Health: Lacing Up For Fun, Fitness
By: Debra Lawless
CHATHAM — At about 7:20 a.m. on a gray Thursday morning it’s 42 degrees and sprinkling when members of the Chatham Walkers convene in the breezy parking lot overlooking Oyster Pond.
Bill Horrocks, a walker since 1994, is the first to arrive for the thrice-weekly three-mile walk. Over the next five minutes others drift in, including June Herold, one of this month’s walk leaders.
“It’s fairly mild,” she says, smiling. She’s wearing ear muffs. The sprinkles have turned into rain.
By 7:30, 22 walkers have assembled here, almost all wearing hats, with a couple toting umbrellas. The rain briefly seems to include ice pellets. Maryellen Lorefice, this month’s other walk leader, announces today’s route. The group will walk through town toward Shore Road and back.
These 22 intrepid walkers have come out during the least-populated time of year, when snowbirds are nestled in whatever warm spot they have flown to, and the summer people are just a memory. Still, the group ranges in age from 63 to 93, with women outnumbering men almost three-to-one today. After the one-hour walk this morning, walkers will peel off and warm up over cups of coffee in Chatham’s various coffee shops.
For 33 years the Chatham Walkers have been “out and walking [in] any weather-- rain, fog, sleet and snow,” according to a booklet produced to commemorate the group’s 25th anniversary in 2010. The walkers were organized in the fall of 1985 through the auspices of the Chatham Council on Aging and a physical education instructor there named Mary Lou Trout. Subsequent leaders were Walter Vogel, Bill Griffiths and Kathleen Read. In 2007, instead of a single leader, a pair of walkers took over leading the group for a month at a time, planning special walks that could begin on the trail by Chatham Airport, for example, or even in Harwich, Brewster or Orleans. Member Barbara Waters sends members a monthly newsletter outlining the special walks which sometimes take place on Tuesdays or Thursdays.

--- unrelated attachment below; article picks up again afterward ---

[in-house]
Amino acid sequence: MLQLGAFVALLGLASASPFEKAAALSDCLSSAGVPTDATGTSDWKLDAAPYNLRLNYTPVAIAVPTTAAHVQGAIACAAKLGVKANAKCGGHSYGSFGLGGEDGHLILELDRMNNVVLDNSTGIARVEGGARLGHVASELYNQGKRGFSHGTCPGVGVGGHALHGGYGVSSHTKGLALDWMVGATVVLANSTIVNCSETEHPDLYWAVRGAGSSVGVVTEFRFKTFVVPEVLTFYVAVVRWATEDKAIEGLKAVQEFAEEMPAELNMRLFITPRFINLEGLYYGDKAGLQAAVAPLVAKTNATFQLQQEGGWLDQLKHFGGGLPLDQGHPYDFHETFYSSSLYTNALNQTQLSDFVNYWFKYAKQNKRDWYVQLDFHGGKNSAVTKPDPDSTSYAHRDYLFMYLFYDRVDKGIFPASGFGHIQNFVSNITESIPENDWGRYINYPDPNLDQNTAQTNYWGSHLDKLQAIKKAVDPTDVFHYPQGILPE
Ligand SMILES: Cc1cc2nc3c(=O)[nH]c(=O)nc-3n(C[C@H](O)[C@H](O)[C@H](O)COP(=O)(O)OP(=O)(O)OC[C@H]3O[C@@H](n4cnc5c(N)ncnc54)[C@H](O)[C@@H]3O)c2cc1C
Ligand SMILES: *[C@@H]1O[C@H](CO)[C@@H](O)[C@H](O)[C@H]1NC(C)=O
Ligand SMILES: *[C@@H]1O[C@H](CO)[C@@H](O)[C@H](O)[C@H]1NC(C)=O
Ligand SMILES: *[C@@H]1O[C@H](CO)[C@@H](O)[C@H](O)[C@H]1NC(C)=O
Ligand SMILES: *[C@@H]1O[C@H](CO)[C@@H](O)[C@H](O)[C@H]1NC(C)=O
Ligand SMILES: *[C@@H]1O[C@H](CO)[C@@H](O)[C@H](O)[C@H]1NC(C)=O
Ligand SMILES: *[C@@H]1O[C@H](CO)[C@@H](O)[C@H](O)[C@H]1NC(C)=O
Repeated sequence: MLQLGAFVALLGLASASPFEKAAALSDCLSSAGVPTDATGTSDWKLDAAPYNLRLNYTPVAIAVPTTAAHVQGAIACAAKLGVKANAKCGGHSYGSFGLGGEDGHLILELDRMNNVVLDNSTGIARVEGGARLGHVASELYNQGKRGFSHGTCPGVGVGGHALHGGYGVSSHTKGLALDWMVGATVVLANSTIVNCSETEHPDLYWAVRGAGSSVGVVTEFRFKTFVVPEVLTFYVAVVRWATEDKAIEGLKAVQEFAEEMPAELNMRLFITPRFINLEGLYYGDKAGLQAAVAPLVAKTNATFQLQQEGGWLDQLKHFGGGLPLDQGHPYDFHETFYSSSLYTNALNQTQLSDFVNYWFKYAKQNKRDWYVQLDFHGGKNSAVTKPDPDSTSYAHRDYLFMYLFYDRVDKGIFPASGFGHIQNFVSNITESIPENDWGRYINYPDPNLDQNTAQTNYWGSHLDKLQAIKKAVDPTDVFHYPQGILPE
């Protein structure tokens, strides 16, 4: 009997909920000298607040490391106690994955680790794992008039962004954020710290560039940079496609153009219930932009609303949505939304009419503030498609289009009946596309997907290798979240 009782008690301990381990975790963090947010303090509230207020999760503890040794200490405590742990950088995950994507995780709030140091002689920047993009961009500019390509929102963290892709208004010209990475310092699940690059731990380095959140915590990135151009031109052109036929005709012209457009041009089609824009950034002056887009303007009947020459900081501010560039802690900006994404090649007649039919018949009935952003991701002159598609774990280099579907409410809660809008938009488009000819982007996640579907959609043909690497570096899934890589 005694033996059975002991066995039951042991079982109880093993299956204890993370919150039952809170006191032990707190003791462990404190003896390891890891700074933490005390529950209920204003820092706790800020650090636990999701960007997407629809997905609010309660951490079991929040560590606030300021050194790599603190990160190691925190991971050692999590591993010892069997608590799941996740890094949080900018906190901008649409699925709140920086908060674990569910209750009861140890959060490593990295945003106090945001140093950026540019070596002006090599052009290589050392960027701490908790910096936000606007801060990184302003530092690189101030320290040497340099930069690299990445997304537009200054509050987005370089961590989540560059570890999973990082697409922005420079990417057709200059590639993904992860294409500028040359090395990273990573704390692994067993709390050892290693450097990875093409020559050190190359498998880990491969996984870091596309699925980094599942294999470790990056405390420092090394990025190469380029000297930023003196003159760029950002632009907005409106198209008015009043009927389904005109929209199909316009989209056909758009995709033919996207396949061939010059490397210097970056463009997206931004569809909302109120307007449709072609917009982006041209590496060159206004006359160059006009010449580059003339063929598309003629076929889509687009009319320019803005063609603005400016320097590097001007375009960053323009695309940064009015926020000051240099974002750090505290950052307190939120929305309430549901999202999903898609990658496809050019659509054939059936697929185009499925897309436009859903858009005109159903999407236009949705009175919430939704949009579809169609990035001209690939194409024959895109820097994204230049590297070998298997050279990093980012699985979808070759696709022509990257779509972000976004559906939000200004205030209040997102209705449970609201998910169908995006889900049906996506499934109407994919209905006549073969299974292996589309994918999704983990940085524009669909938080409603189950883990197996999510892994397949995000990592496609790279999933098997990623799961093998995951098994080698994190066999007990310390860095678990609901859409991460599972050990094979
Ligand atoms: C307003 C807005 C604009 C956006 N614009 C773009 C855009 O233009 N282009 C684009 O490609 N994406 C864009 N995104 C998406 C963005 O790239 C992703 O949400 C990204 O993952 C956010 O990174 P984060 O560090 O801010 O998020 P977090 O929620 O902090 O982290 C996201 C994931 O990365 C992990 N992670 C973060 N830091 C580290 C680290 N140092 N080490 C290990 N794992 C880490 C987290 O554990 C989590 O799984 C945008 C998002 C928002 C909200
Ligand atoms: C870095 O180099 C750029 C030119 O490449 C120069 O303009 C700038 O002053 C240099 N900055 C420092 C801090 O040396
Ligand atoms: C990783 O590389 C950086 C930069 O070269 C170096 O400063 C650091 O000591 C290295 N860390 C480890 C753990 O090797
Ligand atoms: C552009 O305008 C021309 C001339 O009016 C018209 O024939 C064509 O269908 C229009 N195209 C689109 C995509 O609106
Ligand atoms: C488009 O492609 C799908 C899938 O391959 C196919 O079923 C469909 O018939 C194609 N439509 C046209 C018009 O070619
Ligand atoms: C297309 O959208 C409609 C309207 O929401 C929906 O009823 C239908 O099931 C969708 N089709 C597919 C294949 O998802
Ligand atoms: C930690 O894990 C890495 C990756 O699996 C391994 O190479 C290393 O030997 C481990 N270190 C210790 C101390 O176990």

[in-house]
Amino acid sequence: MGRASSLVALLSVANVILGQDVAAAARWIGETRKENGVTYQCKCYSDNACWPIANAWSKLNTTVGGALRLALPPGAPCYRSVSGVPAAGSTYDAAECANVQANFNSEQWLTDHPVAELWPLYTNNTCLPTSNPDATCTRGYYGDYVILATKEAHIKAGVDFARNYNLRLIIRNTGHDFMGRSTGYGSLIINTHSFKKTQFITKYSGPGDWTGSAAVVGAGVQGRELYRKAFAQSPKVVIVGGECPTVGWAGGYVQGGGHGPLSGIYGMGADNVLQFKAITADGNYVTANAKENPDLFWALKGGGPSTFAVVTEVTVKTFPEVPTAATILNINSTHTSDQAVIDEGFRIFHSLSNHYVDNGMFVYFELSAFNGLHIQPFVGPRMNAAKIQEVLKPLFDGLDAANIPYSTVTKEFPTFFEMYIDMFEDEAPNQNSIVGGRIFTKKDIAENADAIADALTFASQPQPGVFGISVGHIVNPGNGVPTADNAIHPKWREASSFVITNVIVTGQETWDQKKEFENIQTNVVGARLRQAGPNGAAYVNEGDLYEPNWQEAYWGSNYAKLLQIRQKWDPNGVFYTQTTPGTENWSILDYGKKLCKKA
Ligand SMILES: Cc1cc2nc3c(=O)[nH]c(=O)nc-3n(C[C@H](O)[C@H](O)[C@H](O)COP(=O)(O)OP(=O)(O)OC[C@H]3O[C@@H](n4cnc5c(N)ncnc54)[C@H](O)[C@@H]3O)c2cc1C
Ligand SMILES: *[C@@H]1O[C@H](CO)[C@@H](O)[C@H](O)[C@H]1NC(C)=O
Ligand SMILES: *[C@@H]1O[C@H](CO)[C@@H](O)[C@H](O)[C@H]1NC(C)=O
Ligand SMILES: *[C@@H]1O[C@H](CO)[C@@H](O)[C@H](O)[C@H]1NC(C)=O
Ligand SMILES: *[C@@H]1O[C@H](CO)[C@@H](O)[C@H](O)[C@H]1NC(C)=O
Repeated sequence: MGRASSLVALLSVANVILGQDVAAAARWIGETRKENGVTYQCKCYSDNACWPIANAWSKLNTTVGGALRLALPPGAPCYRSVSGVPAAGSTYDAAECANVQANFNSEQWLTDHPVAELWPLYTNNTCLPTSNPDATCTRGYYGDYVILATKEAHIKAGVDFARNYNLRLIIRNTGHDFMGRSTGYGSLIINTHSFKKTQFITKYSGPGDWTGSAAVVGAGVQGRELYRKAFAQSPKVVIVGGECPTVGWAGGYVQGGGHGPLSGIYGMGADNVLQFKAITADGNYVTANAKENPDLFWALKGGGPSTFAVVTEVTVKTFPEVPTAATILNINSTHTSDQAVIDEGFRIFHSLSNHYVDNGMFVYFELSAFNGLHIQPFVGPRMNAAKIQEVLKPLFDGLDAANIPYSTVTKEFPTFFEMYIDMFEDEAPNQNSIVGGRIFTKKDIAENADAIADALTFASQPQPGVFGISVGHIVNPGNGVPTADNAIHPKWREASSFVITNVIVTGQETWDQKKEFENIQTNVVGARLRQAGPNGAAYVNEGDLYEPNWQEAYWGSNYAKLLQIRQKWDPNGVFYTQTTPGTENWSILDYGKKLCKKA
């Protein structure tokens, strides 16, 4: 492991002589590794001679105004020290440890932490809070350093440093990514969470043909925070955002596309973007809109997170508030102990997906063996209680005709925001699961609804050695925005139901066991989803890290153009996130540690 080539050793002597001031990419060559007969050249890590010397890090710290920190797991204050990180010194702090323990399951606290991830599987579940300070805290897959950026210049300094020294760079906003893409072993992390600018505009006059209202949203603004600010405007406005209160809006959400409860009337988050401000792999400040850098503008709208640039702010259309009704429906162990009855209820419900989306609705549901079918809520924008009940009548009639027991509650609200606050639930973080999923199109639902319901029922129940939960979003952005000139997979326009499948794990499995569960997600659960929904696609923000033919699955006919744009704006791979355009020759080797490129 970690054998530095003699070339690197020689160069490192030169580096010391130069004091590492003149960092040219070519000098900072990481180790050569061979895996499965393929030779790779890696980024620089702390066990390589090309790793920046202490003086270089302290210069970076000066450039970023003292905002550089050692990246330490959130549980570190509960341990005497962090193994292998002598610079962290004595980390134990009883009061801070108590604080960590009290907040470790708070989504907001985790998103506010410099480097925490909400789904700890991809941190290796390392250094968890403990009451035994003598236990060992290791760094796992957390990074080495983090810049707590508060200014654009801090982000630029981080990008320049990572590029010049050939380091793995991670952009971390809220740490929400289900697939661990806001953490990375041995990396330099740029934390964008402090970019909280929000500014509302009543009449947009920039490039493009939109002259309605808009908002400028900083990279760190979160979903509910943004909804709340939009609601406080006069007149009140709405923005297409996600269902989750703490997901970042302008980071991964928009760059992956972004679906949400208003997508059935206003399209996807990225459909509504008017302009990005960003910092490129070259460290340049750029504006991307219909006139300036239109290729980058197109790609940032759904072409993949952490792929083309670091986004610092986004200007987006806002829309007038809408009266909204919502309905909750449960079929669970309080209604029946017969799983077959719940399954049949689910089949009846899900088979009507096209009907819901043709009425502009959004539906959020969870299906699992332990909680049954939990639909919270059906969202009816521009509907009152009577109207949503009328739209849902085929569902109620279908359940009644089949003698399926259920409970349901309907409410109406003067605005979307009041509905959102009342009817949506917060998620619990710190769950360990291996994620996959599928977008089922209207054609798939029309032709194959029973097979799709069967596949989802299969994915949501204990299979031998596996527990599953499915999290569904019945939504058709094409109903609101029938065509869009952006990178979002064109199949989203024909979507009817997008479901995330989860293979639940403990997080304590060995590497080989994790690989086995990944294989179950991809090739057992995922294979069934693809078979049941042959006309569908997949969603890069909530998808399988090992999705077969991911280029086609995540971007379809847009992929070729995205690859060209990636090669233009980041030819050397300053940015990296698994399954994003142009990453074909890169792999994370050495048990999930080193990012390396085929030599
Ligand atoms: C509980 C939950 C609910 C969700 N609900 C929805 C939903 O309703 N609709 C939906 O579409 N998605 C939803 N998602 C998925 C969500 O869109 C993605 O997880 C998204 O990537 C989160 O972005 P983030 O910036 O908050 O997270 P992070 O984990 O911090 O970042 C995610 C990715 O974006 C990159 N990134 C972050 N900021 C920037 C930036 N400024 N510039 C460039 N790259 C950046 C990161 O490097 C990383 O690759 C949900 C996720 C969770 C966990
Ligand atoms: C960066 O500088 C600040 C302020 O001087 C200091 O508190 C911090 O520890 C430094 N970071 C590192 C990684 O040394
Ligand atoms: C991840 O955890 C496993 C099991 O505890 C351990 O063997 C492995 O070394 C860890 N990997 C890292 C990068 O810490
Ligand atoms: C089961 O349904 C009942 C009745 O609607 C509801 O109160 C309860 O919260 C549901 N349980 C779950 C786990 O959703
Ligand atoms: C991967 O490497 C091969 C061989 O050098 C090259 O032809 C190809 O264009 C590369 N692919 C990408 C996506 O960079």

The health benefits of regular walking are well known. It’s a tool for weight management, and a way to prevent or manage heart disease, high blood pressure and type two diabetes. Walking can strengthen muscles and lift your mood.
And it offers other advantages. Herold, a walker since 2012, notes, “you can get sort of isolated on gray days” during the off-season. The walkers, socializing and walking three times a week during even the coldest weather, provide an antidote to cabin fever.
“It’s walking for health and companionship,” says Ron Nickerson who, with his wife Karen, joined the group in 1998 shortly after they retired to Chatham.
“It’s a very congenial group, a very supportive group,” Karen Nickerson adds. She tells the story of a nonagenarian walker who fell during a walk last fall, hurting his arm. When it became apparent that due to his injury he could not drive, walkers organized to bring him meals until he healed.
Lorefice, who joined in October 2011, says the walkers “are like a family.” She is one of five Harwich residents in the group. Members “often make plans to see each other outside of walkers” and “look out for each other,” she says.
Every year the walkers look forward to a special breakfast in June at a member’s house. With spouses and guests also welcome, “it’s a total mob scene,” Ron Nickerson says. “It’s an unbelievable spread. We’re talking quiches.” During the year various members also host coffees at their houses. Then there’s the potluck Christmas party at the Community Center.
“People get decked out in Christmas finery,” Nickerson says.
The walkers take an annual field trip on a weekday in June. In the past they have explored Boston, Plymouth, New Bedford, Nantucket and a fort in Boston Harbor. Last June they carpooled to Provincetown. They walk when they arrive, then eat lunch and visit attractions. For Chatham’s 300th celebration, they had T-shirts made that said, “I walked 300 miles for Chatham’s 300th” and members kept track of their mileage to make sure they qualified to wear the shirt. And since 2004 the group has partnered with the Unitarian Universalist Meeting House to co-sponsor the annual Chatham Turkey Trot on Thanksgiving morning.
Roger and Adrienne Denk, Chatham summer visitors since the late 1960s, joined the walkers in the late 1980s when Roger Denk’s father, who wasn’t a beachgoer, needed something to do. To this day Roger and Adrienne walk with the group every summer, when the group doubles or more in size.
Despite the many changes in the group’s membership since the late 1980s, “the intent of the group remains. [It’s] not just a gathering of like-minded walkers in all kinds of weather, but a cohesive alliance of friends who care for each other, help each other, and are some of our best friends in town,” Roger Denk says.
The Chatham Walkers are open to all. Beginning on Thurs., March 1 the group will meet at 7 a.m. at Oyster Pond on Tuesdays, Thursdays and Saturdays. No registration is required.